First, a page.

Calaverite (AuTe2) in purple fluorite vein, Cripple Creek Diatreme (Early Oligocene, 32 Ma), central Colorado 2
Calaverite (AuTe2) (gold-colored) in a purple fluorite vein, from the Cripple Creek Diatreme (Early Oligocene, 32 Ma) of central Colorado, USA.
The Cripple Creek Gold District of central Colorado, USA is famous for its unusual gold and silver mineralization. Precious metal mineralization occurs in the Cripple Creek Diatreme, the root zone of a deeply eroded volcano dating to the Early Oligocene (32 Ma).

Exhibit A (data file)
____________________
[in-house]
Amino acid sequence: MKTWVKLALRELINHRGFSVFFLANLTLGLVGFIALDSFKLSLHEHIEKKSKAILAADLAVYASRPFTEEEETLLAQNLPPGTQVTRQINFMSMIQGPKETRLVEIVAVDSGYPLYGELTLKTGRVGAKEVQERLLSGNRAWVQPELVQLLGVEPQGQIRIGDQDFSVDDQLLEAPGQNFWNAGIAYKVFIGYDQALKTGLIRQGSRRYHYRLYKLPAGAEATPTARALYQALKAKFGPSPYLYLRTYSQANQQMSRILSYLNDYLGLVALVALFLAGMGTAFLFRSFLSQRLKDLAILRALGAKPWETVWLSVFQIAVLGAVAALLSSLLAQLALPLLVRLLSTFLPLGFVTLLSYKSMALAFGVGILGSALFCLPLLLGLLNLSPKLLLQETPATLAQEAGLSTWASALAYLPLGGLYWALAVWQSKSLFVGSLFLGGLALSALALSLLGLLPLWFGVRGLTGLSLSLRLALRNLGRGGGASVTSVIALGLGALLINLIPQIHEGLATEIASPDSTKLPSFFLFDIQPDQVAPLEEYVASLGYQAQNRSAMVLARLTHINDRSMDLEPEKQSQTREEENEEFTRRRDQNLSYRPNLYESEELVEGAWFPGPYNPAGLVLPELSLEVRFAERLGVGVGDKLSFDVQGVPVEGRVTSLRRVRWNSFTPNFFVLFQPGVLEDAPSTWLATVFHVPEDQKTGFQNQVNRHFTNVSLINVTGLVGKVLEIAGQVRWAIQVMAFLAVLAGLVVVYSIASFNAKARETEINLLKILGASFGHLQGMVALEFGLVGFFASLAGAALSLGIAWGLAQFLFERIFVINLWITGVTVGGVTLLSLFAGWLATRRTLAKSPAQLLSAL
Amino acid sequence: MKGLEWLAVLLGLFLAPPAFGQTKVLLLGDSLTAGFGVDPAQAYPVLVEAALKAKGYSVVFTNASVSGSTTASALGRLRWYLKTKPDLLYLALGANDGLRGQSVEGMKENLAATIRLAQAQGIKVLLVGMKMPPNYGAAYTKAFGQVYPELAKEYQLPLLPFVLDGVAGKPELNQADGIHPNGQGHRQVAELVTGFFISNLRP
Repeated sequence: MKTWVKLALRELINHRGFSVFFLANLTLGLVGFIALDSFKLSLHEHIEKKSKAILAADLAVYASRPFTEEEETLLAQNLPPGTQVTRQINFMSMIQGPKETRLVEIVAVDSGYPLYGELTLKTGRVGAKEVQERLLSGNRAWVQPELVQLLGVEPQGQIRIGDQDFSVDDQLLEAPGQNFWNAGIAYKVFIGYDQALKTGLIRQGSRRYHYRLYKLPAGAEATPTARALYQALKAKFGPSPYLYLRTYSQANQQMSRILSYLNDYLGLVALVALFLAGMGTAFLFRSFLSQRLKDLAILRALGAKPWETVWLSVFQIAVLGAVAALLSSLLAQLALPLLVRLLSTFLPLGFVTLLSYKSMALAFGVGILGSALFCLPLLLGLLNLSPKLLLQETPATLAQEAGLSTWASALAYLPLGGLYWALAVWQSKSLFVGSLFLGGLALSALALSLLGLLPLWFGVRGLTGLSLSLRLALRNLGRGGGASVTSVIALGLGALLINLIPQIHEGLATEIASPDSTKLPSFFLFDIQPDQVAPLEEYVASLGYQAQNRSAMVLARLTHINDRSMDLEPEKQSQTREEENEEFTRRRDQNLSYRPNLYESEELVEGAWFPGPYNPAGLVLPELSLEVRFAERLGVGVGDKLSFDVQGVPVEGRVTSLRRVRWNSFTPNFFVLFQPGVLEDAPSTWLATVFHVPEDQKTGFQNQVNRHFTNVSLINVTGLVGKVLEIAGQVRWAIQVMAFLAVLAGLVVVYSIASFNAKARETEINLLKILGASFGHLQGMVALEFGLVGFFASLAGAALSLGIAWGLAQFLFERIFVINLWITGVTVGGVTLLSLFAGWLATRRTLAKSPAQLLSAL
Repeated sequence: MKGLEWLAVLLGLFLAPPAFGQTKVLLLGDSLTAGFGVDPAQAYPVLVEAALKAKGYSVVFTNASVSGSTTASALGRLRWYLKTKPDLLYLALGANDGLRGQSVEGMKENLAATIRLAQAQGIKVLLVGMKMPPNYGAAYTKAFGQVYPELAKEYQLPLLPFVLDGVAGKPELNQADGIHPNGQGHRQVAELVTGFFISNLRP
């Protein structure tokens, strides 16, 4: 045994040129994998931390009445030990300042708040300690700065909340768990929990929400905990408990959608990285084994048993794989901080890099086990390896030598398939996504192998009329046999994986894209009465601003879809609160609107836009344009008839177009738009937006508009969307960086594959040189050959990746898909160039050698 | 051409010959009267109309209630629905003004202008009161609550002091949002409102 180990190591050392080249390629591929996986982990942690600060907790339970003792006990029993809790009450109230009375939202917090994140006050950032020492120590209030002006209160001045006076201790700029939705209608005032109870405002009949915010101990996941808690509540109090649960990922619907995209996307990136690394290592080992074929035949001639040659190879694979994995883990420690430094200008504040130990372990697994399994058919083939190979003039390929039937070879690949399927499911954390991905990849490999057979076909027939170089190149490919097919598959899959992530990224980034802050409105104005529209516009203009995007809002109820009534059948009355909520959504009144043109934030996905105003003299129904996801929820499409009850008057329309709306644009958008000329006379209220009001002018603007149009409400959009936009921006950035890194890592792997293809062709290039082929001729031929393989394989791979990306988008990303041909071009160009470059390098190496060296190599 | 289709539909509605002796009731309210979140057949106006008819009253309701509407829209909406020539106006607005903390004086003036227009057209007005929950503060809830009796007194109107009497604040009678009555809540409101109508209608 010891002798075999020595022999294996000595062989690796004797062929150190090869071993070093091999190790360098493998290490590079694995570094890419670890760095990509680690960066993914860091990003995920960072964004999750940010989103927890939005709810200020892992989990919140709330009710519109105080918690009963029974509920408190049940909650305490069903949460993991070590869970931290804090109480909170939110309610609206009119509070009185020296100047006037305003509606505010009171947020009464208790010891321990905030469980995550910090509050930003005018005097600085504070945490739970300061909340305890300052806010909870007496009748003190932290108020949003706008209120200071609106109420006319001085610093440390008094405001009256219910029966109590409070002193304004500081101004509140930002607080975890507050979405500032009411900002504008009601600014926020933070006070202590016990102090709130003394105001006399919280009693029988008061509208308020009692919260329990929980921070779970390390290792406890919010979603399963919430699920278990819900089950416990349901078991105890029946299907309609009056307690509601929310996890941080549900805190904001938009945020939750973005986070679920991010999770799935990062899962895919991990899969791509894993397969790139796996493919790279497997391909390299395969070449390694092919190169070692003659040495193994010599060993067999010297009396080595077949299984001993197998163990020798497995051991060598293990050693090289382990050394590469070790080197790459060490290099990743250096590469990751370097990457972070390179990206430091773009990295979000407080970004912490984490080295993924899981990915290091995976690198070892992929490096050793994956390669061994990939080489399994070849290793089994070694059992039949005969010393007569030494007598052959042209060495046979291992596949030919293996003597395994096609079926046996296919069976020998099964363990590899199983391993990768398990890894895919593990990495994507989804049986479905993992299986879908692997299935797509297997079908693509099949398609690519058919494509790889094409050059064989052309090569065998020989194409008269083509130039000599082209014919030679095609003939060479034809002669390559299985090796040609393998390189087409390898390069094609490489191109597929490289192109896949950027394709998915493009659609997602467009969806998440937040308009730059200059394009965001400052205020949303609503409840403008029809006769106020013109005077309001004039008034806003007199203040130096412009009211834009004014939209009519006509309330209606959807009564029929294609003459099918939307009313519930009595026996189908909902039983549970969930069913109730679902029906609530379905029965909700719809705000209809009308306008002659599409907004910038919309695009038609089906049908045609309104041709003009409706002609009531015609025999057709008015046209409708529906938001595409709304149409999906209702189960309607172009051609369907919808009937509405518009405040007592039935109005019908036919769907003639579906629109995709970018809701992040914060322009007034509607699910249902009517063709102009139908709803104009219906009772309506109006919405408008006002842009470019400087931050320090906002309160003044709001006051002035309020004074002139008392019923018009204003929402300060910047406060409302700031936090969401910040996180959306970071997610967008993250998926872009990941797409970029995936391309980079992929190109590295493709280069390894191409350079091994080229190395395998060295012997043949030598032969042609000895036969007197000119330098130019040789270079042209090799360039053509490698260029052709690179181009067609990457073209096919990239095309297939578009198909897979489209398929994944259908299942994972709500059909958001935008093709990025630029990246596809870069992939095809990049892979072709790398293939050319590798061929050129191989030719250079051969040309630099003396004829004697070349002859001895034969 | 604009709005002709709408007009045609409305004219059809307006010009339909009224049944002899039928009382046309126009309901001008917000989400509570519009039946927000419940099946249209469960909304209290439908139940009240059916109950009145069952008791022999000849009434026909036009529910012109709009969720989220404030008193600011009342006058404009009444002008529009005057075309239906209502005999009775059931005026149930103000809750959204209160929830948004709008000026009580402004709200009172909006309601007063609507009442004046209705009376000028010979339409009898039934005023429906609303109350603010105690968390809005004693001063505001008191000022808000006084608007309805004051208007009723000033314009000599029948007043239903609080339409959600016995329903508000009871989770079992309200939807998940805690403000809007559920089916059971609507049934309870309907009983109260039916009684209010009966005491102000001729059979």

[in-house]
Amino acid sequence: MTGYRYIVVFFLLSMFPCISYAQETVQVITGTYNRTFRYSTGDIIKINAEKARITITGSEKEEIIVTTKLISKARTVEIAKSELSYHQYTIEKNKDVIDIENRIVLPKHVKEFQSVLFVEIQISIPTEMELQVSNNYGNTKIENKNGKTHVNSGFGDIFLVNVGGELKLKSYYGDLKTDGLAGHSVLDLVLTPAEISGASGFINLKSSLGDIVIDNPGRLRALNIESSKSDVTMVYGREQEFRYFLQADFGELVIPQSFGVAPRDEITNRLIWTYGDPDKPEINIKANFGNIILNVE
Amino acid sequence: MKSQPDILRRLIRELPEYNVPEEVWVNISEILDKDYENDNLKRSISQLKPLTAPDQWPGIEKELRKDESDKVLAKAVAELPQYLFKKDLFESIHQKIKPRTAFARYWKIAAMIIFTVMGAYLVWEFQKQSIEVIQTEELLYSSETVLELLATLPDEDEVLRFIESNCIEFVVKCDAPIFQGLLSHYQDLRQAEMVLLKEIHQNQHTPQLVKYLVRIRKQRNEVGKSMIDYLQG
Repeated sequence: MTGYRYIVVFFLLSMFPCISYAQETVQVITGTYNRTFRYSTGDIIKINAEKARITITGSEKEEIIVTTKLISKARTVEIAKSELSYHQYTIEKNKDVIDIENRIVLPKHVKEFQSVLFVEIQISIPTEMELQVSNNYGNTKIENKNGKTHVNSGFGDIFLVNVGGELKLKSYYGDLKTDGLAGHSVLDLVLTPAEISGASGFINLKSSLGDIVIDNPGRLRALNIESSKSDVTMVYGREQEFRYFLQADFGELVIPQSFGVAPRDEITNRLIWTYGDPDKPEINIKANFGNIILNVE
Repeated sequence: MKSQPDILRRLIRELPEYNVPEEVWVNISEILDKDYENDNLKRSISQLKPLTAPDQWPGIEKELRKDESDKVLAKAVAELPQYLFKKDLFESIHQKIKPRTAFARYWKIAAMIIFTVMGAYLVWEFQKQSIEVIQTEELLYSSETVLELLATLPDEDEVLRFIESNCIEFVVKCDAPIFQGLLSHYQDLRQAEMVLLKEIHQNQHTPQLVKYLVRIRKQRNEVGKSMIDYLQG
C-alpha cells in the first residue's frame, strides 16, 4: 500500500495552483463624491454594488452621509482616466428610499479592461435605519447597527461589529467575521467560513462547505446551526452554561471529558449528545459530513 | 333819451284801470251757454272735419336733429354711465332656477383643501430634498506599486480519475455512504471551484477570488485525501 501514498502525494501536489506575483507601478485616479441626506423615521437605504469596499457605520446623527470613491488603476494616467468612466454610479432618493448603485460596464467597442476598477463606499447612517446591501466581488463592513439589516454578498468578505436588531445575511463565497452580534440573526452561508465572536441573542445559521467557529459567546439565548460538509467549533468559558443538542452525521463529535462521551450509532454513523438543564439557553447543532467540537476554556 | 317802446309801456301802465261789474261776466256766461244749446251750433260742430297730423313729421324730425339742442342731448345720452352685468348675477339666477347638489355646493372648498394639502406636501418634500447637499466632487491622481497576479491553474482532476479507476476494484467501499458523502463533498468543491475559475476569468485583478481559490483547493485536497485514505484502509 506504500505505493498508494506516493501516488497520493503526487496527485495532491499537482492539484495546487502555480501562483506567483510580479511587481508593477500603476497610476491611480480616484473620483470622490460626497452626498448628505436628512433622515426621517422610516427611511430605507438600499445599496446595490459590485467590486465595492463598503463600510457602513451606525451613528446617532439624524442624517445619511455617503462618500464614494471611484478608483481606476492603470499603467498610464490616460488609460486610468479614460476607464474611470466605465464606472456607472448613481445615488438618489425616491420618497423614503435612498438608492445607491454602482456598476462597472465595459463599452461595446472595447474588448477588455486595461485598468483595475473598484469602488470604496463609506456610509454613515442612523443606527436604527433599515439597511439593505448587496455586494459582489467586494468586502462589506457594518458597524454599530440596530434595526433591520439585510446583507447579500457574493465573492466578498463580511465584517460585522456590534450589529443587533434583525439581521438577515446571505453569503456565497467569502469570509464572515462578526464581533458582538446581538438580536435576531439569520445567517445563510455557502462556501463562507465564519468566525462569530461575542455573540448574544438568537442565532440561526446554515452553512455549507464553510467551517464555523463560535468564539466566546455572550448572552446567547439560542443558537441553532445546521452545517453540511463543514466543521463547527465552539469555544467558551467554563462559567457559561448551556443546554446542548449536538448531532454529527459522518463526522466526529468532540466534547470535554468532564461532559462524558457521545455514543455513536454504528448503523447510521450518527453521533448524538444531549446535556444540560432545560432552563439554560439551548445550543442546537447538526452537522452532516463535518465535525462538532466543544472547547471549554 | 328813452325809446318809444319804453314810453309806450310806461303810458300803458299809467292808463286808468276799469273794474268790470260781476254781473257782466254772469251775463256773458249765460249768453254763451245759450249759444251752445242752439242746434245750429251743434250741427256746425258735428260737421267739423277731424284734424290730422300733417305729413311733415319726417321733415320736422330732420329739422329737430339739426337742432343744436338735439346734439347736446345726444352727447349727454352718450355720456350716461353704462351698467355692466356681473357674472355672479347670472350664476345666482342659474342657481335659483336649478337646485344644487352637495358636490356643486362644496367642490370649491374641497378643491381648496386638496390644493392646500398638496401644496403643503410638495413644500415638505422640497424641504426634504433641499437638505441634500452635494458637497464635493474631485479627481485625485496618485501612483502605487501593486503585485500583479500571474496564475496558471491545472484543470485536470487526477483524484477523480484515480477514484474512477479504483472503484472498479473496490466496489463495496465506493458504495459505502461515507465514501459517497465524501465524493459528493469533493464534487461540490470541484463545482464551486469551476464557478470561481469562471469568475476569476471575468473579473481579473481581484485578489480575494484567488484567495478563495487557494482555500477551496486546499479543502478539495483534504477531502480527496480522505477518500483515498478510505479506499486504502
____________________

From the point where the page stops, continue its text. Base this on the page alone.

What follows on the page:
The dominant lithology at Cripple Creek is the scarce igneous rock phonolite, an alkaline, intermediate, extrusive igneous rock. Cripple Creek gold can be found in its native state (Au), but it typically occurs in the form of gold telluride minerals (for example, sylvanite - (Au,Ag)2Te4, calaverite - AuTe2, petzite - Ag3AuTe2, krennerite - (Au,Ag)Te2, and nagyagite - Pb5Au(Sb,Bi)Te2S6). Silver also occurs in some Cripple Creek minerals, including sylvanite, petzite, krennerite, hessite - Ag2Te, tennantite - (Cu,Ag,Fe,Zn)12As4S13, acanthite - Ag2S, and tetrahedrite - (Cu,Fe,Ag,Zn)12Sb4S13.